So I attach particular significance to his Opinion piece in the paper this morning which adds an extra element to the proposal which the newspapers have put on the table. He calls it a 'judicial but not a statutory backstop'. Harding suggests that the Lord Chief Justice should appoint an 'Oversight Panel' to ensure 'no return to the "smoke-filled rooms" of the past' in press regulation.

In my view this doesn't solve the other shortcomings in the 'Hunt-Black' plan but crucially it puts something new on the table which David Cameron can latch onto and give himself more time to see if the newspapers can come up with something better than their last offer.

So expect another round before Downing Street makes any decisions."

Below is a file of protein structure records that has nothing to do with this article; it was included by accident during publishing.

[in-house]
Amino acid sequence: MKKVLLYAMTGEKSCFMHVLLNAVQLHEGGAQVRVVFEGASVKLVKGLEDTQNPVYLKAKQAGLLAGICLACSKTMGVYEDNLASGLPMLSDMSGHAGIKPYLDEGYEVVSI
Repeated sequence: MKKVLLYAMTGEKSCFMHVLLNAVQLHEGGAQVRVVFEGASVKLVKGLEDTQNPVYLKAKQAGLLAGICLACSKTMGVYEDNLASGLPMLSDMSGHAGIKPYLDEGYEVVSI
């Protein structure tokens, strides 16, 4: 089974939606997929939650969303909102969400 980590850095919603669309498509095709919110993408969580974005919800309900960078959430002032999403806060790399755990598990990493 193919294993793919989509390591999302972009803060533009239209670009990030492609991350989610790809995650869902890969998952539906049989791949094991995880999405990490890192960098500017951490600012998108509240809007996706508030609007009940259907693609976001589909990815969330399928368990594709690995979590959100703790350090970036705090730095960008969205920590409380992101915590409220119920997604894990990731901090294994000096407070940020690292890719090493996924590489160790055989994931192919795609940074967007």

Professor Lorna Woods, Associate Dean for Research at The City Law School and a Director of the Centre for Law Justice and Journalism. She has been country expert in respect of a number of studies relating to regulation, self-regulation and co-regulation in the media and new media sectors.

"Self-regulation, even in a significantly recast form, is unlikely to be persuasive as it would not be compulsory and nor would there be much possibility of sanction. Apologists for this approach support their position by reference to freedom of expression, an admittedly important right, but in so doing they tend to oversimplify the position. They ignore both the fact that freedom of expression has never been an unlimited right and the fact that the Press and the wider media's claim to importance lies in their contribution to public debate. Relying on self-regulation alone would send the message that the press can continue to do pretty much as they like.

The middle ground, or co-regulation, really should be the way forward. It may take an underlying self-regulatory body, and recast it, giving it regulatory power over the press and some powers of sanction. The difficult question is, what form it should take".